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Sat Oct 26, 2019, 08:09 AM

Boris Johnson's snap-election bid could backfire and make Jeremy Corbyn prime minister

Johnson is in a weaker position than Theresa May was in 2017

When Prime Minister Theresa May called a general election in 2017, she already held a small majority over Corbyn's Labour Party, and polls put her as much as 25 points ahead.

However, by the end of that election campaign, Corbyn's party was neck and neck with May's Conservatives, meaning she lost her majority in Parliament.

Johnson, by contrast, would enter this campaign with no majority and with much smaller leads, of as little as 4 points, some recent polls have found. Some other polls have found significantly bigger leads for Johnson, of up to 15 points.

However, there remain significant doubts about whether Johnson's polling leads are large enough to withstand a general-election campaign, in which his party's almost 10 years in power would again be under the spotlight.


The other headings in the article:

Johnson's election message could fail

The 'remain' vote is now much more efficiently distributed

Johnson will have to gain lots of ground just to stand still

The Labour voters Johnson needs could prove too difficult to budge

Johnson's campaign could be wrecked by scandal

A tentatively cheery, if not uncontroversial, counterpoint to doom for a Saturday afternoon. I'm not sure I buy in to the prospect of a Corbyn premiership. Another hung parliament of some complexion is probably more likely.

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Reply Boris Johnson's snap-election bid could backfire and make Jeremy Corbyn prime minister (Original post)
Denzil_DC Oct 2019 OP
Denzil_DC Oct 2019 #1
muriel_volestrangler Oct 2019 #4
BooScout Oct 2019 #2
Loki Liesmith Oct 2019 #3

Response to Denzil_DC (Original post)

Sat Oct 26, 2019, 08:30 AM

1. A back-up analysis by some guy on Twitter:

Spar4 @Mckendrick36

Seeing as everyone is excited about #GeneralElection again I’m going in for the prediction game and why I think this might not be the slam dunk majority the Conservatives expect. Thread.

1. Firstly look at the map for 2017. Strongly leave voting areas are already Conservative territory. Piling up a larger majority in those areas doesn’t help in a FPTP system. They need to reach into metropolitan areas, areas more likely to be remain.

2. Adding to the uphill battle the Conservatives can expect to lose those seats in Scotland and looking previous voting patterns in the South-West some of those seats could also swing back to the Lib Dems. Places like St. Ives where they only had a 0.6% majority in 2017.

3. Then there’s places like Richmond Park where Zac Goldsmith has a majority of 0.1% or 45 votes. The Tories would have to win over new seats to make up for these losses just to stay where they are.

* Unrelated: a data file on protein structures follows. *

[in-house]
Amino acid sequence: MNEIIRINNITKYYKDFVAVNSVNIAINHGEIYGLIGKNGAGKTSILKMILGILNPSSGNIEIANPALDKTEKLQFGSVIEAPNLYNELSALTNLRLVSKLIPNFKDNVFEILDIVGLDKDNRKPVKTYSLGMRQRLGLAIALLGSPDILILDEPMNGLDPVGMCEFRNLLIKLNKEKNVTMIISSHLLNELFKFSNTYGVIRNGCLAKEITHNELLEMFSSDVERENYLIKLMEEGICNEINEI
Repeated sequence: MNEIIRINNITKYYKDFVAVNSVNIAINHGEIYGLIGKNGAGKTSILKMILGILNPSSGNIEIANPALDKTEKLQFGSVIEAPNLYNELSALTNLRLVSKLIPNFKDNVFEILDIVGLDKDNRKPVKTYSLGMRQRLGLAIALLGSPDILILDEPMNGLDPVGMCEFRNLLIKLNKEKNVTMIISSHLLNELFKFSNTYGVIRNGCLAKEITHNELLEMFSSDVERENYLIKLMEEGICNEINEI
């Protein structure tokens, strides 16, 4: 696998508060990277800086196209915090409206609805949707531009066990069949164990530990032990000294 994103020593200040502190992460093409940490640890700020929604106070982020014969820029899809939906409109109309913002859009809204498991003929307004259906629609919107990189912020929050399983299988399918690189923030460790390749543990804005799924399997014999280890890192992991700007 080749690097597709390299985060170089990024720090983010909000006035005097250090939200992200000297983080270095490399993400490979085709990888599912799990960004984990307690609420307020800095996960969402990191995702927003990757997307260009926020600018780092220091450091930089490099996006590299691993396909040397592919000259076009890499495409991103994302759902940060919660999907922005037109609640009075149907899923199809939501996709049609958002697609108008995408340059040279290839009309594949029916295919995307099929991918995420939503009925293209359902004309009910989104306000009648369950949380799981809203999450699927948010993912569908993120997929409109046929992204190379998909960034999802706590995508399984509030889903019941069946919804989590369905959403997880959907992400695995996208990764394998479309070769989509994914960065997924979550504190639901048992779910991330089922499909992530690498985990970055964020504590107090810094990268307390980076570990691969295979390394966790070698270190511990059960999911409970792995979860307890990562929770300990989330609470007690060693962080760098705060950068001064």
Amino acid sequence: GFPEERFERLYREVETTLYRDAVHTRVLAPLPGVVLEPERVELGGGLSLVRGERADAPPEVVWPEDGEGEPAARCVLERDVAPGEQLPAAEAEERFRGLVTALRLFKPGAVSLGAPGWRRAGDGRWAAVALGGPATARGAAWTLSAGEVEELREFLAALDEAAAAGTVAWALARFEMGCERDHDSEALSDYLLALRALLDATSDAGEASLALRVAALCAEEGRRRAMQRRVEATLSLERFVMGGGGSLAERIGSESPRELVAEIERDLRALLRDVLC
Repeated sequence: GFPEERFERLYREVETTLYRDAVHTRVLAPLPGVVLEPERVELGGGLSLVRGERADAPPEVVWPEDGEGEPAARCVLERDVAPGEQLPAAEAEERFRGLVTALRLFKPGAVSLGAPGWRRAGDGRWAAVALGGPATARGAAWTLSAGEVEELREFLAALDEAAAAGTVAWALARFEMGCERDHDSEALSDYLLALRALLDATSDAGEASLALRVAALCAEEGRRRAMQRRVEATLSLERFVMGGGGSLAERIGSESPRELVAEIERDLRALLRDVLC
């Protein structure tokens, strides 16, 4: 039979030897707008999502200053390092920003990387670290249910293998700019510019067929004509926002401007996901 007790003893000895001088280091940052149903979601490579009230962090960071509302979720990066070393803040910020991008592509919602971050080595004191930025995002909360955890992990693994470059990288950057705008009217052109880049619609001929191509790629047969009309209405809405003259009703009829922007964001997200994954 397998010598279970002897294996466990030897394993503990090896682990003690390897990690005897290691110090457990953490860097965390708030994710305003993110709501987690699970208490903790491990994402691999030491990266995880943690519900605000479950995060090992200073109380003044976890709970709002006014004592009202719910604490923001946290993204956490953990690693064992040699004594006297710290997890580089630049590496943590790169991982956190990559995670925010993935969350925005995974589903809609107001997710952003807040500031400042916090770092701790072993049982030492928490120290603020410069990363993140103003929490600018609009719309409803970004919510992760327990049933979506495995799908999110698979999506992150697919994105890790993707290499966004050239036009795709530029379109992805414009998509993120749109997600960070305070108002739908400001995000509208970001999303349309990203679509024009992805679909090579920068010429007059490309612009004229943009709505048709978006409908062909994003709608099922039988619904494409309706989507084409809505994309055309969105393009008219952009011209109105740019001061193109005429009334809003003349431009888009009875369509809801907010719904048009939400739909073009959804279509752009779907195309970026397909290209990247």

4. Next there is the issue with the expelled Conservatives. Will voters in those constituencies go for a new candidate knowing how their last choices were treated? If the expelled candidates still stand as independents it could further divide their vote.

5. There is the issue of putting all their eggs in the brexit basket and not having a broad manifesto or well defined policies. Plus there is a danger in relying on the turnout from leave voters.

6. Finally there is the assumption all leave voters will flock to the Conservatives, but the hardcore leave vote that is motivated are as livid as they were with May’s deal.

To sum up I expect another hung parliament except the DUP won’t be willing to prop up the government and no-one else will join them. Basically we’ll be in the same position as now.

Caveat: this depends on increasing turnout in under 30’s. So register to vote.

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Response to Denzil_DC (Reply #1)

Sat Oct 26, 2019, 10:00 AM

4. There's also the question of whether voters will 'punish' for Brexit stance, or vote for other stuff

if Brexit has happened (eg a Labour voter who wanted Brexit to happen, voted Tory or UKIP last time, but if the "UK out of the EU" stage has happened, they might say "domestically, I'll now back Labour" - analogous to Churchill losing to Attlee in 1945). Whether they'd think that way with future negotiation on trade deals coming up, I don't know, but it's one more complication. That could, of course, apply as well to Tory Remainers who went Lib Dem in 2017.

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Response to Denzil_DC (Original post)

Sat Oct 26, 2019, 08:31 AM

2. We can always hope...

I think the biggest problem is Corbyn. I do wish Labour would find another leader. Corbyn has never impressed me...and from my discussions around a few pints in the pub, he's impressing fewer and fewer people these days. Some of his most fervent supporters in the past are not nearly so enamoured of him these days.....especially in regards to having a second referendum.

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Response to Denzil_DC (Original post)

Sat Oct 26, 2019, 08:41 AM

3. Wish Labour would just dump Corbyn

They’d win in a landslide.

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